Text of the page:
The Washoe County School Board of Trustees held its Tuesday meeting via Zoom and took public comment only in writing. The move to virtual meetings for the time being was announced last week by Board President Angie Taylor following months of increasingly disruptive behavior by public commenters when the board was meeting in various school gymnasiums and auditoriums to meet COVID-19 social distancing requirements.
During its Tuesday meeting, the board discussed state mandates surrounding COVID-19 restrictions. They did so only minutes after the governor’s announcement lifting social distancing requirements on May 1.
The board also received updates on the district’s legislative priorities, with fewer than two months left in the 2021 session of the Nevada Legislature.
Lifting of social distancing mandate sparks conversation about district learning models
With the governor lifting social distancing mandates in just two weeks’ time, the school board will have to answer people who’ve been pressing for a return to in-person learning since the pandemic began.
Vice President Andrew Caudill made a motion during the board’s standing agenda item on COVID-19 trends to direct Superintendent Kristen McNeill to come up with a plan to fully reopen schools on May 3 and present it during the next board meeting on April 27.
The trustees debated on this for well over an hour. The logistics of reopening schools fully so close to the end of the school year would be complicated, McNeill said.
Some of the complications with bringing students back to their classrooms full time were discussed during a February board meeting. Lianka Soliz, director of nutrition services, told trustees during the February meeting that staff shortages in her department, mostly in part-time positions, would pose problems.
There’s also the consideration of the more than 300 teachers on leave and the substitute teachers who’ve been brought in to fill their roles.
Were the school district to bring all students back to in-person learning, many of those children would have to switch to different teachers’ classes with only five weeks left in the school year. Some principals would have to remake their master schedules in a matter of weeks, a task that usually takes several months.
Caudill’s motion ultimately failed. Only he and Trustee Jeff Church voted in favor of it.
However, the board will hear more about ongoing planning for the return of students at its next meeting, as this remains a standing agenda item.
The board was also set to discuss Washoe County’s plan for assuming control over COVID-19 mitigation efforts. The governor’s announcement will undoubtedly affect these plans, however, and Washoe County Commissioners already postponed a meeting scheduled Wednesday to revise the plan. Trustees decided, considering the uncertainty, not to take up their review of the county’s plan.
School district’s bill survives April 9 legislative deadline
There are fewer than 50 days left in the 2021 session of the Nevada Legislature, and last Friday marked a deadline for bills to be passed out of the initial committees to which they were assigned. Those bills that did not pass out of committee are no longer under consideration.
Government Affairs Director Lindsay Anderson told board members that 78 bills that did not survive the deadline were ones the district had been tracking. Two bills that would have made some members of the school board appointed rather than elected both failed. Another bill that would have required school administrators to reapply for their jobs every five years also failed.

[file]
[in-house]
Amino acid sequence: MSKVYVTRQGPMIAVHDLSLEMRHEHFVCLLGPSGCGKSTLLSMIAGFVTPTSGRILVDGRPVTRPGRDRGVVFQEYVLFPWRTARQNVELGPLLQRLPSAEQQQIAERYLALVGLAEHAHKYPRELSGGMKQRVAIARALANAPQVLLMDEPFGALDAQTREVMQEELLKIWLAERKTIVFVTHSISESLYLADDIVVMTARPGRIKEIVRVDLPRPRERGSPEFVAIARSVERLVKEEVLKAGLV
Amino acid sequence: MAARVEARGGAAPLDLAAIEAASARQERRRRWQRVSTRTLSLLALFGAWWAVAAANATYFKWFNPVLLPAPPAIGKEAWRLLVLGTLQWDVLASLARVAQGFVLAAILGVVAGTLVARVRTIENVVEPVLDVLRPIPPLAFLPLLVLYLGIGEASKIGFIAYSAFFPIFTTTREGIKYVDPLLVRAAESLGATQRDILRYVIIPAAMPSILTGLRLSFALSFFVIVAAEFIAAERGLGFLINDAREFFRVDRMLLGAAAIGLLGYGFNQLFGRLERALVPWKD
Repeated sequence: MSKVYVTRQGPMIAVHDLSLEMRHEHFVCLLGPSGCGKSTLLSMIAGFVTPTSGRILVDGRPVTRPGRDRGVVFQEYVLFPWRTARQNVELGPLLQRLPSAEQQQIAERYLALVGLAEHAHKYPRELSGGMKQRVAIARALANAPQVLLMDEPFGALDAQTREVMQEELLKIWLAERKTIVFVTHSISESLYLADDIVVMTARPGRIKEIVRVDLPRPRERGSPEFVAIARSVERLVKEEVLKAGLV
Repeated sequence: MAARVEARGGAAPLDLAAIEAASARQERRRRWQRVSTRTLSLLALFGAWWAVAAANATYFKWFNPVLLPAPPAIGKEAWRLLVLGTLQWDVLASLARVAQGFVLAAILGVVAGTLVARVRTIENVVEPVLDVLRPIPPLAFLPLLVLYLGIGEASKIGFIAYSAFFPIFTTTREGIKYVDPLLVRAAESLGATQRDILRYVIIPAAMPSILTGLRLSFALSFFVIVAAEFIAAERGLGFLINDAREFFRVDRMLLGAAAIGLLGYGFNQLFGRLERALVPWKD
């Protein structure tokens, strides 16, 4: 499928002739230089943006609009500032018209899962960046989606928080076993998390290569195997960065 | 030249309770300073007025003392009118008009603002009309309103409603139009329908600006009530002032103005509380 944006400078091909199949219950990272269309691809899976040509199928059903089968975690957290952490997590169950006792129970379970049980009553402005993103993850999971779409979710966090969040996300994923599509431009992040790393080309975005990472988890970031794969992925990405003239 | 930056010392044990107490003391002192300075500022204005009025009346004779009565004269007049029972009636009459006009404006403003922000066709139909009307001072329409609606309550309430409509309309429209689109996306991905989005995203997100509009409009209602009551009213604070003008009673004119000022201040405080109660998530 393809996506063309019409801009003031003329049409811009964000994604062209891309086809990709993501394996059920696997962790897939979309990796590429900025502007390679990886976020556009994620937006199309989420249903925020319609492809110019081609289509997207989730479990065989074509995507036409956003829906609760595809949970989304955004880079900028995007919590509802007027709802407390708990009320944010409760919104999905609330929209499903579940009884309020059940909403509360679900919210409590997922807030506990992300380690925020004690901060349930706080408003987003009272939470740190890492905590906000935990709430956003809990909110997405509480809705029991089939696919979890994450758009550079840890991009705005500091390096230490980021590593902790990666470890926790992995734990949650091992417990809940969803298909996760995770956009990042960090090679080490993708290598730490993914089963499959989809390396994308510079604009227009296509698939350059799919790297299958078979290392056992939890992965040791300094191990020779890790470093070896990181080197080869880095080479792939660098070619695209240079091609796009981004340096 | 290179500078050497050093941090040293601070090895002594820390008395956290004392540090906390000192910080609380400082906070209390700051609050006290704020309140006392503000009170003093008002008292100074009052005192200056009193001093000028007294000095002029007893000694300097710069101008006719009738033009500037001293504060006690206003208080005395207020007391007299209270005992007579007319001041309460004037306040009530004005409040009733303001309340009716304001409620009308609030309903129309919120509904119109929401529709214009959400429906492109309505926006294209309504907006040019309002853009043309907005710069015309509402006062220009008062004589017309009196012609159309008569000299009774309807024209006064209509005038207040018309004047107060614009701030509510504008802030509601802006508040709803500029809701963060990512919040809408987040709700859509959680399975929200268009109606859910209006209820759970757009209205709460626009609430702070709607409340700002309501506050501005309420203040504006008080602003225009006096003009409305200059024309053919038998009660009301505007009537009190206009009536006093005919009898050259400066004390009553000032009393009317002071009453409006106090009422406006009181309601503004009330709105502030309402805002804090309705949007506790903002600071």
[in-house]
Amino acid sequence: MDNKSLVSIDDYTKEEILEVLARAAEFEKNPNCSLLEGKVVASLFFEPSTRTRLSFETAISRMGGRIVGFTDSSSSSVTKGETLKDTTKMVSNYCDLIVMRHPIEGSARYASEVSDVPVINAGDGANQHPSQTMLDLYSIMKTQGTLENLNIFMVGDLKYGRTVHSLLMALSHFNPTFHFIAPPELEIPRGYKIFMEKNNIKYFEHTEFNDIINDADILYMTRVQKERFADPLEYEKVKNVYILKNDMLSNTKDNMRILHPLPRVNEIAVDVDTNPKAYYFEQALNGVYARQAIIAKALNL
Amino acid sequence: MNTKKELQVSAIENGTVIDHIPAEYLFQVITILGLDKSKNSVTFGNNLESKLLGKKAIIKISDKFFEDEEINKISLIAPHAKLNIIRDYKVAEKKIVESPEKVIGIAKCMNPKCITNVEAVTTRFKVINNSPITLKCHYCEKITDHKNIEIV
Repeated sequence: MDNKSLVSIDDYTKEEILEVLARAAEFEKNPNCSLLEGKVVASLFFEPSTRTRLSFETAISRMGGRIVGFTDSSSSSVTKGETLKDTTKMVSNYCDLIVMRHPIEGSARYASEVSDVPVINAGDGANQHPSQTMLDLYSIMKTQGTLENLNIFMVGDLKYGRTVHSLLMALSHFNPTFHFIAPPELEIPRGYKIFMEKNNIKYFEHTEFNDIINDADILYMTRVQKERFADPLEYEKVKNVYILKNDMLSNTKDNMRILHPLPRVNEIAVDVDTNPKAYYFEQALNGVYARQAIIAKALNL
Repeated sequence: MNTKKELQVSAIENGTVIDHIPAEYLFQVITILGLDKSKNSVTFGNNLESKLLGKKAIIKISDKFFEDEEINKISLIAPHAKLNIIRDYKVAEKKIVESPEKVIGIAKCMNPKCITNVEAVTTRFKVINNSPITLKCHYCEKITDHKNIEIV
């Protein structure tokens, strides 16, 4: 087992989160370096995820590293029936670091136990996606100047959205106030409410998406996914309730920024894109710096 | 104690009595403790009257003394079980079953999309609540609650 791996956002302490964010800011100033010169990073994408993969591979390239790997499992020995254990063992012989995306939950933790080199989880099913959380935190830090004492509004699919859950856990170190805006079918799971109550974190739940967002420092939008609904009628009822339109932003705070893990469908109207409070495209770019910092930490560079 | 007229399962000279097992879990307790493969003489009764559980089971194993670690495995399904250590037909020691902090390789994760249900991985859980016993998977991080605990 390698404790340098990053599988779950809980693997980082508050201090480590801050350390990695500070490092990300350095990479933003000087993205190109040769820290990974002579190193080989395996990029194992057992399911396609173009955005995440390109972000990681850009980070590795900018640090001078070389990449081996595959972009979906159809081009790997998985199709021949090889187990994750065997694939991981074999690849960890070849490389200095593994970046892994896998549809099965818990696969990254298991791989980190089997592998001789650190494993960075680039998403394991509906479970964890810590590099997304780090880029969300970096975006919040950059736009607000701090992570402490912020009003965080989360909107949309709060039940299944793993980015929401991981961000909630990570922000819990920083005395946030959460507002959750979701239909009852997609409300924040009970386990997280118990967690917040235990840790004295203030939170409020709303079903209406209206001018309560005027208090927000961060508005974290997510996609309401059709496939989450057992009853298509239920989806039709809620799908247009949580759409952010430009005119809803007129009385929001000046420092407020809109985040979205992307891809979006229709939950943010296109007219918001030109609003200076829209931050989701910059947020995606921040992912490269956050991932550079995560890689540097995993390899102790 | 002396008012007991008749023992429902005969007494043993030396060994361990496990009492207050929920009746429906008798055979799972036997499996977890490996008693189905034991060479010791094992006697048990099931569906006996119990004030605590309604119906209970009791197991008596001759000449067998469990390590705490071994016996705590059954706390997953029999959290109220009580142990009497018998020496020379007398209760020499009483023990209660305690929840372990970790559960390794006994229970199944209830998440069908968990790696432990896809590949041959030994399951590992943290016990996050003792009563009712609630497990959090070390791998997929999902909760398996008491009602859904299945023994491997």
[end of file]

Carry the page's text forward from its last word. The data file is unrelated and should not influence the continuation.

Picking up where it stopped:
Anderson said some 30 surviving bills remain as high priorities for the school district. Among them are one that deals with plans for expanded summer school, something the district is also working on independently.
Another concerns competency-based education, which is also a priority for the district as it works on a plan for academic recovery following the pandemic. Competency-based education is rooted in the belief that children should progress through school at their own pace as they master skills and concepts.
The school district’s own bill, Assembly Bill 57, also survived. AB 57 would temporarily waive the requirement for pupil growth learning measures to factor into teacher and administrator evaluations. The bill passed out of the Assembly on March 23 on a vote of 26-to-14. It’s now headed to the Senate, and Anderson said she expects there will be a Senate Education Committee hearing on it in the next two weeks.
Anderson also told the trustees that it appears likely the Legislature will move to fully implement the new pupil-centered funding plan for K-12 education against the wishes of Gov. Steve Sisolak, who called for a phased in approach to its implementation. The new plan replaces a more than half-century old one, but district officials are not pleased with its details and how they could affect funding in Washoe County.
Caudill said in light of this the board should seek to get an updated budget forecast from Chief Financial Officer Mark Mathers.
Much will remain in the air for the school district, complicating its planning process, until the legislature adjourns in June. Anderson said she knows this is frustrating but that it’s also inevitable.
Jeri Chadwell came to Reno from rural Nevada in 2004 to study anthropology at the University of Nevada, Reno. In 2012, she returned to the university for a master’s degree in journalism. She is the former associate and news editor of the Reno News & Review and is a recipient of first-place Nevada Press Association awards for investigative and business reporting. Jeri is passionate about Nevada’s history, politics and communities.